Wisdomlover: What is the difference between interference and design in this case? Why is either relevant, let alone a requirement? If speciation only happens with "deliberae interference," then you've got about two million unique "interference events" required to bring about all the currently known, documented, living species on earth, let alone the tens or hundreds of millions of extinct species. I'd like to see evidence of one of these events.

Prince,

When you said 'a "finch" is still a bird' it seemed to imply that someone had suggested we'd be able to witness - within a human lifetime - a non-bird descend from a bird.

Do you think anyone suggested that? Do you think anyone implied - by calling this a new species - that something like that had happened?

Also, to me, it sounds like you're saying the truth of evolution hung on whether could witness such a thing.

Do you think it does?

You say you can see evolution within a species but not from one species to a new one. You have a theory of evolution of your own.

In your theory, what is it that stops evolution at that species barrier. In your theory, what things are prevented from happening in the dna? How are they prevented?

RonH

Joe and David E.-

I take it that the evidence of interference or of design is in the complexity of what happens. There are thousands or perhaps millions of untranslated Egyptian hieroglyphs. What is the evidence that they are deliberately carved by people rather than random marks in the rock? How about cave paintings? What is the evidence that they're not random marks on the cave wall rather than painted there by humans?

Presumably the evidence is that those items are massively complex. Far too complex to have happened by chance. But as complex as they are, their complexity is a moon-cast shadow of the complexity involved in the DNA re-writing needed to get from one species to another.

WL,

Just how complex is the DNA re-writing needed to get from one species to another?

How many changes are needed? Of what kind? How often do such changes take place? How much time do we have?

RonH

I believe species can evolve within the same species. Birds can evolve to adapt to their surroundings weather it be beak size, color etc... I'm not arguing that at all. I don't believe a bird can evolve into anything other than a bird though. Joe, does that answer your question or did I mis understand what you were asking?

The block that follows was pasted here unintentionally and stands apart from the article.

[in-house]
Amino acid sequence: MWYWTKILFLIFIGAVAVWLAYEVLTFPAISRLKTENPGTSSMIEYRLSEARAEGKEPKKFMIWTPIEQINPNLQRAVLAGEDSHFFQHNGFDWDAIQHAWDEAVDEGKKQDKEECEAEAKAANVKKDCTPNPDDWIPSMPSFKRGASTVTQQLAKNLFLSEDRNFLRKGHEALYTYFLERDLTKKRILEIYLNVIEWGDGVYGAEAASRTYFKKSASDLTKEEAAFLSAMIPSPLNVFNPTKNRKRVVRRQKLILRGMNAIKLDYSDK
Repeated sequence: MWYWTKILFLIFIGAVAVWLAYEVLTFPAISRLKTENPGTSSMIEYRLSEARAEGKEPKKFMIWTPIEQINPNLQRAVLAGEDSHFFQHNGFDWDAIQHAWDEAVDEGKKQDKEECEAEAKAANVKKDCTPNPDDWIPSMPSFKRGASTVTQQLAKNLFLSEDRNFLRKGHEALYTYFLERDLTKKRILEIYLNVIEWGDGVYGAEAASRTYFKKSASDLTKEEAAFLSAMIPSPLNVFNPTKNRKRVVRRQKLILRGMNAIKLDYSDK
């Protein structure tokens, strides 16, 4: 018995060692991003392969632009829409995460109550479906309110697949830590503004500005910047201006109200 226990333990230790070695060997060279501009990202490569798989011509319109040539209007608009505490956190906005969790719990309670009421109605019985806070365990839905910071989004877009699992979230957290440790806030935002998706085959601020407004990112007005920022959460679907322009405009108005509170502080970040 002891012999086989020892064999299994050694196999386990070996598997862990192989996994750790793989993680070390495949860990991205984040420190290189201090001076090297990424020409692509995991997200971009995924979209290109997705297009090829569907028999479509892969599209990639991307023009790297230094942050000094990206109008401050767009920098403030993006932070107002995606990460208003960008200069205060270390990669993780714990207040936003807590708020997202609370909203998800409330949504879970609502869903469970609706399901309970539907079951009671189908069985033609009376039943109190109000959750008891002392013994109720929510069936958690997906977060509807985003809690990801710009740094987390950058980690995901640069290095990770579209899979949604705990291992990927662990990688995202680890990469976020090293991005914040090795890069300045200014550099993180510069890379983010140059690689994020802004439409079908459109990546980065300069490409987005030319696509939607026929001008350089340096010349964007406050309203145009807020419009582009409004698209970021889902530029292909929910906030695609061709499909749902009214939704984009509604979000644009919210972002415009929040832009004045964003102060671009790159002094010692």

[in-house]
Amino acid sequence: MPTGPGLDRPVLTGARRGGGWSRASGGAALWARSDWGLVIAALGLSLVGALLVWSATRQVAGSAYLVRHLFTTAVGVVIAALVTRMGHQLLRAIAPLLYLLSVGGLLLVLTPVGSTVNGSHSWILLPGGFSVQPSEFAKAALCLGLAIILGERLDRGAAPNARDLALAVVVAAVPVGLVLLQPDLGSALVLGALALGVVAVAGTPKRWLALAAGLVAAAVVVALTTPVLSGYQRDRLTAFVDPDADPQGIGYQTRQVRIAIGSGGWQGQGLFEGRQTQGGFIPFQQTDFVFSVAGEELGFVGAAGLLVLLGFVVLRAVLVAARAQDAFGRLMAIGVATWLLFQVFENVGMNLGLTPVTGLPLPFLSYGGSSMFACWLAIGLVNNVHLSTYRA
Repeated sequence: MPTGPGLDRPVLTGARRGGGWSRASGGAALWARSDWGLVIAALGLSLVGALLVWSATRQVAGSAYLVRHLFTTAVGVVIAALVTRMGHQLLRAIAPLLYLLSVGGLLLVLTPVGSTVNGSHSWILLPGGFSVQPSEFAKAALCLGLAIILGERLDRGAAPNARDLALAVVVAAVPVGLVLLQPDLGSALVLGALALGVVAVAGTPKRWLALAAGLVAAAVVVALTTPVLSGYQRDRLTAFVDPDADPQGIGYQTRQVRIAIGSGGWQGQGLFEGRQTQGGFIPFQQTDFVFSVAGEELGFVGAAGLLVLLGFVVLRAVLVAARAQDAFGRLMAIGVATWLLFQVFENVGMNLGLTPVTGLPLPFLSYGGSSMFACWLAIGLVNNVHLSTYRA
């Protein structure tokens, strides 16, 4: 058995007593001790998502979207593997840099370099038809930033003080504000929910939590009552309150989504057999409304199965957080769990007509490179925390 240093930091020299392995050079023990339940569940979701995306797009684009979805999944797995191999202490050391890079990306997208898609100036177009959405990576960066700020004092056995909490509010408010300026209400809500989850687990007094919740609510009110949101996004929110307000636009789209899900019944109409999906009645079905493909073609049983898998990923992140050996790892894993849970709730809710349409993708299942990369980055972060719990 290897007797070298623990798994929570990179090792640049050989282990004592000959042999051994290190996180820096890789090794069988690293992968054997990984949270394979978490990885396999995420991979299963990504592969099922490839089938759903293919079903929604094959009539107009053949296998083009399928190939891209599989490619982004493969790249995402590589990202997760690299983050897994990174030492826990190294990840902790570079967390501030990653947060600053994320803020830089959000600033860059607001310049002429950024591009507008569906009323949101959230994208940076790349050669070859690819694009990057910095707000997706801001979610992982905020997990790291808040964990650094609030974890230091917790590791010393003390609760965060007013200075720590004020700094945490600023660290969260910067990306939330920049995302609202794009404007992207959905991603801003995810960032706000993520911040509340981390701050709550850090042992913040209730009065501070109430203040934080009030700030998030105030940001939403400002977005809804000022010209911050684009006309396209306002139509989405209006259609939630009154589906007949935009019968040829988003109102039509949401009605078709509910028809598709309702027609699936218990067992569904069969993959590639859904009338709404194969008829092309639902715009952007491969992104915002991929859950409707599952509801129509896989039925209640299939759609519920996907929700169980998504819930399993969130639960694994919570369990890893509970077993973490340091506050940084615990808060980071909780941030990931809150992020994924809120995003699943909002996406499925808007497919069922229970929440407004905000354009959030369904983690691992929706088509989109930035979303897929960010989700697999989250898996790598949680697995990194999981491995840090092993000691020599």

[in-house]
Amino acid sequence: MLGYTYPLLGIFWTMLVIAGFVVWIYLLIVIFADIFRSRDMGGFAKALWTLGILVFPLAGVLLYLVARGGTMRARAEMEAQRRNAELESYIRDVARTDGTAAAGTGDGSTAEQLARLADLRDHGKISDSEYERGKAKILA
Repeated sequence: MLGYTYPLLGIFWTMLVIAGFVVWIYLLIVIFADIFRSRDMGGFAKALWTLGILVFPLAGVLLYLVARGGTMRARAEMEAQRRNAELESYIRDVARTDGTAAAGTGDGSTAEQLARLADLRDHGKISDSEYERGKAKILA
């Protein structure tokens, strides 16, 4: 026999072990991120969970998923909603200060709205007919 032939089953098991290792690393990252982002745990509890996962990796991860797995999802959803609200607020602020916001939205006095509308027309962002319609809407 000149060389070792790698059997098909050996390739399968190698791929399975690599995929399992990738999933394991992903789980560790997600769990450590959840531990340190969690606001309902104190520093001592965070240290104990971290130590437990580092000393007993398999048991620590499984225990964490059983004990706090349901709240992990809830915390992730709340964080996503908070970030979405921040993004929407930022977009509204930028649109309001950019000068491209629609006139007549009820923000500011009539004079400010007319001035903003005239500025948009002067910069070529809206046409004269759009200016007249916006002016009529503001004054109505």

If you don't believe that new species can evolve from old species, then you should stick with that. If a bird can evolute into another bird, then bird evolvution can produce a new species, genus, family or order. Saying that "a bird doesn't evolve into anything other than a bird" leaves the door wide open for a tremendous amount of change, including the creation of new species, genera, families and orders. And I'm assuming that you don't want to do that.

So, if you believe that it is impossible for new species to evolve from existing species, then stop right there, and there will be less confusion. Just say that there hasn't been a single new species on Earth since God created all the species at the start.

By the way, how do you know that evolution is limited to within species? What prevents the evolution of a new speices?

WL,

Oh, dear, are we back to comparing DNA to hieroglyphs and cave paintings? Sigh.

WL,

How do you that "their complexity is a moon-cast shadow of the complexity involved in the DNA re-writing needed to get from one species to another"?

Just say that there hasn't been a single new species on Earth since God created all the species at the start.

We can stop there if you would like. I think you are trying to argue a different point than I am. I think you are trying to get to technical with it. You see what my point is and you're trying to twist it with a broad Scientific approach. I have a feeling it doesn't matter what I say or agree with, you will tweak it to continue the argument. Right?

"I have a feeling it doesn't matter what I say or agree with, you will tweak it to continue the argument. Right?"

Actually, I was honestly just to understand exactly what you were saying. Didn't want to go off on a tangent attacking straw men. Unfortunately, "being technical" comes with the territory when one is discussing scientific topics. It's important to know exactly what we're talking about.

If you wish to stop here, that's your choice, but I am curious about two things.

How do you know that evolution is limited to within species? What prevents the evolution of a new species?

If no new species have been created since life began, why are there zero fossils of any of the millions of modern species in the lower layers of the fossil record? Why are there only extinct species in these layers? How do you explain the taxonomic sorting seen in the fossil record?


How do you know that evolution is limited to within species? I just don't think any species can evolve into something other than whats in it's own family. I can't see a bird evolving into a dog, and so on...

What prevents the evolution of a new species? I'm not sure what you are asking here?

What aspect of how the natural world works prevents the evolution of a new species? What prevents DNA from changing to the point that we have a new species?

(By the way, you've slipped back into talking about higher taxonomic groups like "family".)